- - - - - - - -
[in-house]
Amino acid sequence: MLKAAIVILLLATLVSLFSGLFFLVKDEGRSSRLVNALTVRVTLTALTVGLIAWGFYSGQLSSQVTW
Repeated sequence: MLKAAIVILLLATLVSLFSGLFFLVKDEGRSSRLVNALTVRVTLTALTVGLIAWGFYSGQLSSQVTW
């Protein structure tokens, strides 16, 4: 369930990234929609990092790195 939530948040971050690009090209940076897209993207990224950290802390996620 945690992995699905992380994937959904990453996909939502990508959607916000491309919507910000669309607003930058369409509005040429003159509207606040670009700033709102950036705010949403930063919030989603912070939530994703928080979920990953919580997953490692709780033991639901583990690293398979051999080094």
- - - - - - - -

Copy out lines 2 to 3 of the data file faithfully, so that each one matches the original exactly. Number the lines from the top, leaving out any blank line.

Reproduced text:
Amino acid sequence: MLKAAIVILLLATLVSLFSGLFFLVKDEGRSSRLVNALTVRVTLTALTVGLIAWGFYSGQLSSQVTW
Repeated sequence: MLKAAIVILLLATLVSLFSGLFFLVKDEGRSSRLVNALTVRVTLTALTVGLIAWGFYSGQLSSQVTW